Answers to Frequently Asked Budgeting Questions

woman reading bills and making a budget
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If life were cut-and-dried, budgeting would be a piece of cake. As we all know, life is unpredictable, and those unexpected events derail not just peace of mind but a personal budget as well.

There are simple answers to the most common questions about how to keep your personal budget in step with the real world. Some answers will need to be adjusted to your own level of income and saving habits but are generally the best way to ensure a financially stable future.

How Do I Budget for One-Time Expenses?

Not every bill falls neatly into your monthly expenses category. You'll need to budget for occasional or seasonal outlays, including holidays, birthdays, anniversaries, and medical expenses—including annual doctor and dental visits. The one-time expenses are usually the most detrimental when it comes to a structured budget, so it is always best to factor them in beforehand. Most savers know this as the "emergency fund"; standard practice is to set aside three to six months of income.

How Can I Track My Savings Goals?

Based on age and lifestyle, people save for all kinds of reasons. You might be putting money aside for retirement, annual property taxes, a trip abroad, a major home renovation, your children's college fund, or simply because you want to splurge on a big-ticket piece of clothing. Whatever your need or desire, track your progress toward all your goals. There are many ways to track your savings goals, and the services of an online "piggy bank" can be helpful.

Does Making a Budget Cost Anything?

Numerous spreadsheets, software programs, and other tools are available today to help people with their personal budgets. While some of these tools cost as much as $95, for the most part, they are free. The more expensive budgeting tools like You Need A Budget and PocketGuard offers free trials and can be utilized during the trial period as a sort of learning tool. Ideally, you will be able to budget yourself with proficiency, creating your budget in free programs like Google Docs or an online spreadsheet.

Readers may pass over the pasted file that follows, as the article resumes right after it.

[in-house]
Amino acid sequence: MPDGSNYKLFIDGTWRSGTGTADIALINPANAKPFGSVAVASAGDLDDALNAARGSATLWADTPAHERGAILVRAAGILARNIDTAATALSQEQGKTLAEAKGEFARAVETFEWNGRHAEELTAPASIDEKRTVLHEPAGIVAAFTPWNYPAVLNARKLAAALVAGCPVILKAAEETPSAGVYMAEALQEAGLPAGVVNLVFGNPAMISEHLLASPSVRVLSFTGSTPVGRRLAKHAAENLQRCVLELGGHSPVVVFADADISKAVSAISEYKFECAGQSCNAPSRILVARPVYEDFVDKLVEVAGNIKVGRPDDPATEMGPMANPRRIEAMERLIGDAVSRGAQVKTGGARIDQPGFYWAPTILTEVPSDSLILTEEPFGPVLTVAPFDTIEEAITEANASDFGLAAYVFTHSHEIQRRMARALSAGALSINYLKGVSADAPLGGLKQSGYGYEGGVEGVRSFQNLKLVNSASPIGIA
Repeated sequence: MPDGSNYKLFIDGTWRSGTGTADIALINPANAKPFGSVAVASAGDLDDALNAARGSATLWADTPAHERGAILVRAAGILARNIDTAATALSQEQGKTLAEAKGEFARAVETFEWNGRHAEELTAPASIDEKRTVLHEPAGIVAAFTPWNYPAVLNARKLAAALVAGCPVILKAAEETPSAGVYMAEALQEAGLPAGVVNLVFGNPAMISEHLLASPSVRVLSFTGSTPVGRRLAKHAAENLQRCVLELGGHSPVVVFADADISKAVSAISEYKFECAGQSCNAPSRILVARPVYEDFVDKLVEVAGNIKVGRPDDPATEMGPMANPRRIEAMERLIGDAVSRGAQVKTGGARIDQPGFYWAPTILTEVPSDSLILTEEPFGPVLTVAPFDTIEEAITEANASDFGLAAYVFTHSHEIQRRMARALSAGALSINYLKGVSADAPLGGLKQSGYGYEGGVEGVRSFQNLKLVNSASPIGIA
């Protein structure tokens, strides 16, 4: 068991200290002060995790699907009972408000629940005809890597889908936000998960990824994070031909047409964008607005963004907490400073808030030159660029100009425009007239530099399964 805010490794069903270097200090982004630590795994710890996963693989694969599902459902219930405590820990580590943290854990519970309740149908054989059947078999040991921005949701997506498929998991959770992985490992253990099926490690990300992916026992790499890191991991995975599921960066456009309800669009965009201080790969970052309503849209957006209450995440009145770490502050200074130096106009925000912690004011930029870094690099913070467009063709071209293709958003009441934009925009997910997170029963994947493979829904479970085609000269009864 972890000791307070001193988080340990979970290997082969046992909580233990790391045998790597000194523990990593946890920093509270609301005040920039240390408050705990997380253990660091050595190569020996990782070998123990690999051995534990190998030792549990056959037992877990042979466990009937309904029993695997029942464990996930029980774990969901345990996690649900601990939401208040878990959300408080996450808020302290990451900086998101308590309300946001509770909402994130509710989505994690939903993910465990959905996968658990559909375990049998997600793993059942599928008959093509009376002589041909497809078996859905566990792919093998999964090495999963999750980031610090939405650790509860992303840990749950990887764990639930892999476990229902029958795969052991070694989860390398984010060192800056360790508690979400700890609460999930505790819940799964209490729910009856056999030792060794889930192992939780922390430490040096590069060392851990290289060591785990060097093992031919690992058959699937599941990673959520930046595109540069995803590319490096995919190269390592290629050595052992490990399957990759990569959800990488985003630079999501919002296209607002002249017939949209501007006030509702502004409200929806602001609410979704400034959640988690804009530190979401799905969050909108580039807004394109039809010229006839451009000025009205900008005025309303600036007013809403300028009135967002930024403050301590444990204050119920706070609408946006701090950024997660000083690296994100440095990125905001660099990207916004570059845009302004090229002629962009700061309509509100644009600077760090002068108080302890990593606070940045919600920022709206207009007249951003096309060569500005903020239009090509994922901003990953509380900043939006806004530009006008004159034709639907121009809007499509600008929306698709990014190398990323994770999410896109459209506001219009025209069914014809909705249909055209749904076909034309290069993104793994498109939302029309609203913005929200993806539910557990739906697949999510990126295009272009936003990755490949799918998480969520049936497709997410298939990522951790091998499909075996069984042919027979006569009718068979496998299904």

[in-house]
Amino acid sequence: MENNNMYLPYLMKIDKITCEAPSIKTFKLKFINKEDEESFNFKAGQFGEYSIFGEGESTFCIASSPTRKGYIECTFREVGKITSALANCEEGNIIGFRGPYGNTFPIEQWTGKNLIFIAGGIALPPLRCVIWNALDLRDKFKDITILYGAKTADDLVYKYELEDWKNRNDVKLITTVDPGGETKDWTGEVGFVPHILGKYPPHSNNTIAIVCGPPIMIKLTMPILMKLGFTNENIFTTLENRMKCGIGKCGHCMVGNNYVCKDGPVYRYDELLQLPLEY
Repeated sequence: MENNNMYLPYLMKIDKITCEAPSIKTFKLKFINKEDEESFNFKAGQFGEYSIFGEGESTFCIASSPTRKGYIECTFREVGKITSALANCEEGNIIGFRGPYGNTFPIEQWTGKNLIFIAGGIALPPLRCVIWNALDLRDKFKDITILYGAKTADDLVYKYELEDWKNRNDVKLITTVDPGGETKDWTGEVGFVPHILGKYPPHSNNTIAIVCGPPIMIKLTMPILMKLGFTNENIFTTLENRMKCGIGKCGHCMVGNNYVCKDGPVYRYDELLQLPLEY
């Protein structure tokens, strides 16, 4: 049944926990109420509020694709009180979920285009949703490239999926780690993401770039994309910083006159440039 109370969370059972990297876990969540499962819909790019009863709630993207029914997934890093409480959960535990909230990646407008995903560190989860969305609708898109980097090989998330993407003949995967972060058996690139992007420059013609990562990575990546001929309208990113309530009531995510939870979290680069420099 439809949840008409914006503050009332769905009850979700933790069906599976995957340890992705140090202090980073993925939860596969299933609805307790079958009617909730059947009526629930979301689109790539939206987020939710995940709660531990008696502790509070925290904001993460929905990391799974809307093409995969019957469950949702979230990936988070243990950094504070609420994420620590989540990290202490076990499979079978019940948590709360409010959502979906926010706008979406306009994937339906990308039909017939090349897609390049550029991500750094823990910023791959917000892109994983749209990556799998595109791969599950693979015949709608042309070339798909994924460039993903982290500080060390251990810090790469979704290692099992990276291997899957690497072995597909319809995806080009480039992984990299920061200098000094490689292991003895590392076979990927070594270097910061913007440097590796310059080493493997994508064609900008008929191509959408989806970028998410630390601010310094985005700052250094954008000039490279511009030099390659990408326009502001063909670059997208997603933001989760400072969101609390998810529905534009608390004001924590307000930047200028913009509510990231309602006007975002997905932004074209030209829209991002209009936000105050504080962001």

How Much Do I Need to Retire?

The economy is tricky and can be ruled by unforeseen factors, so determining how much money to set aside for retirement is hard. Too many factors are at play, such as whether you have children, what level of retirement you would like to live in, and more. The common practice is to mind these two common guidelines—the Multiply by 25 rule and the 4 percent rule–-when planning for your retirement.

What Are the Absolute Priorities?

If you feel overwhelmed by the number of things you need to save for—a wedding, a new refrigerator, a house—then take a deep breath and focus on a few critical items. Utilities and housing should be at the top, followed by food. Other key items include money for transportation, school fees, and medications. A nice dinner out or new shoes are discretionary. Some items, like hospital bills, are not.

What If It Just Isn't Working?

If having and sticking to a budget is not working out and you're coming up short, don't worry. You could be budgeting perfectly, yet the issue is no longer spending but income. Side income opportunities are available for full-time employees working 40 hours a week, ideally from home so that you can work in a relaxed atmosphere. If you're willing to work evenings and weekends, the extra money will put you closer to meeting your budgeting goals. This is a lifestyle decision, but it is always worth considering removing discretionary items from the budget if possible before deciding you need to take on additional work.